1/31/2023

Jesus’ most surprising Apostle

Experiencing God’s forgiving grace

The reason that sin is so damaging is that it pulls us away from intimacy with our Father. Yet today, God is inviting us to turn back to him and receive his incredible grace and love.

Devotional

Introduction

As we continue our week looking at the call in 2 Chronicles to turn from wicked ways, today we’re going to look at what we turn to. The reason that sin is so damaging is that it pulls us away from intimacy with our Father. Yet today, God is inviting us to turn back to him and receive his incredible grace and love.

Scripture

“As Jesus passed on from there, he saw a man named Matthew sitting at the tax booth, and he said to him, ‘Follow me.’ And he rose and followed him”

Matthew 9:9

Devotional

Being a tax collector was the most despised and immoral job in the Roman Empire. As we noted yesterday, tax collectors gathered revenue for the hated Romans and could collect all they wanted so long as they gave the Empire its share. But there’s more to the story.


Cicero, a Roman politician and writer, declared tax collectors and lenders to be the two worst trades.


And yet the Jews despised tax collectors even more than the rest of their ancient society. Tax collectors could not testify in court as a witness, for they were assumed to be liars. They could not even attend worship in the temple or synagogue, for they were considered unclean.


The reason for such disgust with tax collectors was simple: these men were cheating traitors. Rome hired them to tax their own friends and neighbors, collecting money on behalf of the enemy. And because they could tax as much as they wanted, they became thieves, taking well beyond what they needed in order to line their own increasingly wealthy pockets.


They taxed their fellow Jews on their grain, wine, fruit, and oil. They taxed their income and their commerce. They taxed those who crossed a bridge or used a road or a harbor. They could stop anyone, anywhere, examine his goods, and assess whatever taxes he wished. If the man could not pay what the tax collector required, he could loan him the money at an impossible rate of interest.


Matthew was one such tax collector. He did his work in Capernaum, where he taxed travelers along the great road to Damascus which came through their town. He taxed those who worked on the Sea of Galilee as well. He was one of the wealthiest men in the city and its most despised citizen.


By contrast, Jesus of Nazareth was easily their best-known and best-loved resident. Great crowds had been following him from the entire region. He had astounded them with his teaching, healed the sick, and calmed the storms.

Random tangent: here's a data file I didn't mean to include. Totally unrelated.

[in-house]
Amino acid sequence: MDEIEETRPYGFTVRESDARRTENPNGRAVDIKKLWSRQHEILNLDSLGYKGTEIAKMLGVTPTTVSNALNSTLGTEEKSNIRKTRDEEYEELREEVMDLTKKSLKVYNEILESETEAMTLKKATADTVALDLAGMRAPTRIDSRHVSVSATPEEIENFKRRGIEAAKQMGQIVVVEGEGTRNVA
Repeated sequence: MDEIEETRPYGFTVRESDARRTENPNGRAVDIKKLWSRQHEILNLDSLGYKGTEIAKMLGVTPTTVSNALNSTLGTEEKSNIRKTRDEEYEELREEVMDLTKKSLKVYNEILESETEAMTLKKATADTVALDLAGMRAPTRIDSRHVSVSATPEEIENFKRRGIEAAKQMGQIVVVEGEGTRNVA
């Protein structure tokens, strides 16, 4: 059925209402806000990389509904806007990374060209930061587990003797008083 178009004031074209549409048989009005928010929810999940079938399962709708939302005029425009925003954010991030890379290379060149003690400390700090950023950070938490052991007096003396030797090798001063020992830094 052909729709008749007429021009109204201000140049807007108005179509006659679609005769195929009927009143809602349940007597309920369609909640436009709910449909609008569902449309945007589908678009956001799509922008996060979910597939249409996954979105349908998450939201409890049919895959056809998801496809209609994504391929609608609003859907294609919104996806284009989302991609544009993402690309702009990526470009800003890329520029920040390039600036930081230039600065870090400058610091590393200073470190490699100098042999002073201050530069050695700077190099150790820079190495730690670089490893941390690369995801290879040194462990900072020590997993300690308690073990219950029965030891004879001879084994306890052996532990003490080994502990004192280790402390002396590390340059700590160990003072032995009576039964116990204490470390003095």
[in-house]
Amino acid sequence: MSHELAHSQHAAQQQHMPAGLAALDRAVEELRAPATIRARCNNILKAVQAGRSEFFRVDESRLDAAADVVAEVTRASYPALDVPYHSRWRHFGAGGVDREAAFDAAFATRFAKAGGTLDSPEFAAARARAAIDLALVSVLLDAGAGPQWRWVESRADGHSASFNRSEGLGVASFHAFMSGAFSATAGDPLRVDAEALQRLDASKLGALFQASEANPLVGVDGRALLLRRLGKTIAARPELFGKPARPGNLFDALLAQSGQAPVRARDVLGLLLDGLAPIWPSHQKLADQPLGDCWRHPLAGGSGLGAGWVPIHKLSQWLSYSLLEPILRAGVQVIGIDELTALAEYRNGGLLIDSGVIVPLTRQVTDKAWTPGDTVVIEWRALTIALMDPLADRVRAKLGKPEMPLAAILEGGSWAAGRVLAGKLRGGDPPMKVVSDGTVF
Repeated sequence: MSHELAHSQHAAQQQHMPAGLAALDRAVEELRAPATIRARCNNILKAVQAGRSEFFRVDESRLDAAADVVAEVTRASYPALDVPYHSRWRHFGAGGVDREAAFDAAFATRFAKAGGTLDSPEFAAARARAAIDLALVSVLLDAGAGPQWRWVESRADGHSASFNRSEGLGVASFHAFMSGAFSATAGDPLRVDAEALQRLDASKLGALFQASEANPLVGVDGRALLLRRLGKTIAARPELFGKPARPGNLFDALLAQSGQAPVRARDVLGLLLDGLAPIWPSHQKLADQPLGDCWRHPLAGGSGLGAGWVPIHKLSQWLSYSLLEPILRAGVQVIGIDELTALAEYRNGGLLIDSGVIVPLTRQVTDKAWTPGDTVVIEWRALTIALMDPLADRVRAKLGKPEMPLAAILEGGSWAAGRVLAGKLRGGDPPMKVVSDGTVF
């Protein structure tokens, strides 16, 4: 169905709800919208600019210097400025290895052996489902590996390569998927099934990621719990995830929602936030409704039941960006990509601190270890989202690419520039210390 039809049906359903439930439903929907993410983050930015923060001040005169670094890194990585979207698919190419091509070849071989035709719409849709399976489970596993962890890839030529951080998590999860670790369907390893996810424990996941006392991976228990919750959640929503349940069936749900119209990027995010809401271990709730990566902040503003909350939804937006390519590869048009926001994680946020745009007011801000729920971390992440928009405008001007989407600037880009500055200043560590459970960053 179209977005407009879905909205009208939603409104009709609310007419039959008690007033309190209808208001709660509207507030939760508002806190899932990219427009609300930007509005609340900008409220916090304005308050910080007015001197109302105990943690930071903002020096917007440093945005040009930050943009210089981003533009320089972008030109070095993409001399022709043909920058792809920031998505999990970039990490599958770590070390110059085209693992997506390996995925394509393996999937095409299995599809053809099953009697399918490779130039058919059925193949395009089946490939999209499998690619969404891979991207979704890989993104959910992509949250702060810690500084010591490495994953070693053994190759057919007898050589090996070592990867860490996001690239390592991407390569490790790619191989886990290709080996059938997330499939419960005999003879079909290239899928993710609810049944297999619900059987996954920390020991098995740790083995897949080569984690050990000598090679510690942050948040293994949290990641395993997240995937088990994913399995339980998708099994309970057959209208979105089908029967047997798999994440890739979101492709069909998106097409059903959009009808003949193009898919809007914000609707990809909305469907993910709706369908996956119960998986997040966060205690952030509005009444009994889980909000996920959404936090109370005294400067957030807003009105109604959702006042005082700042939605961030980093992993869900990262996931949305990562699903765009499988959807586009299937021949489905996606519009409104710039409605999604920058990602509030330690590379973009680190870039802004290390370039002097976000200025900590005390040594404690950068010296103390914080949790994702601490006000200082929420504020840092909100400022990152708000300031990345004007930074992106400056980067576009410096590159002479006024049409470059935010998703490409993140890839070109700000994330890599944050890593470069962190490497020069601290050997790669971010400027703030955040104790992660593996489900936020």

Imagine the shock that went through the community when this great man of God called the despised tax collector to join his group of disciples (Matthew 9:9). And imagine Matthew’s shock at being the one invited.


In the moment of his decision to follow Jesus, Matthew abandoned his career and with it his wealth and the protection of the Roman Empire. We could say that, of all of Jesus’ Apostles, Matthew gave up the most to follow his Lord. But he knew that he had been forgiven much, and he responded to that grace with the devotion of his life (Luke 7:47).


What we can learn from Matthew is that when people “turn from their wicked ways” (2 Chronicles 7:14), they turn to their gracious Lord. May the same be true for us today: as we turn from our own sin and selfish ways, let us turn toward the love and grace of our father.

Prayer

1. Meditate on the grace of God to forgive sinners like us, no matter the extent of our sins.


“The Word became flesh and dwelt among us, and we have seen his glory, glory as of the only Son from the Father, full of grace and truth” (John 1:14).


2. Consider the worst sins you have committed. If you have not confessed them before, do so now. If you have, receive his astounding and transforming grace.


“In him we have redemption through his blood, the forgiveness of our trespasses, according to the riches of his grace” (Ephesians 1:7).


3. Like Matthew, choose to follow your Lord fully and unconditionally today in gratitude for his all-forgiving love.


“You did not choose me, but I chose you and appointed you that you should go and bear fruit and that your fruit should abide” (John 15:16).

Worship

Go

When Matthew chose to follow Jesus, he then invited his fellow tax collectors to meet his Lord: Matthew 9:10 says, “As Jesus reclined at table in the house, behold, many tax collectors and sinners came and were reclining with Jesus and his disciples.” When we receive a gift, we want to share it. When we learn that God can and will forgive our sins, we should want others to experience the same forgiveness.


The best missionary to tax collectors was a tax collector. The best person to help an alcoholic is a recovering alcoholic. What sins and failures have you been forgiven for? How can you help someone who is where you have been?


In Matthew 4:19, Jesus told his disciples, “Follow me, and I will make you fishers of men.” Who is God leading you to serve today?


Extended reading: Matthew 9


In Matthew 4:19, Jesus told his disciples, “Follow me, and I will make you fishers of men.” Who is God leading you to serve today?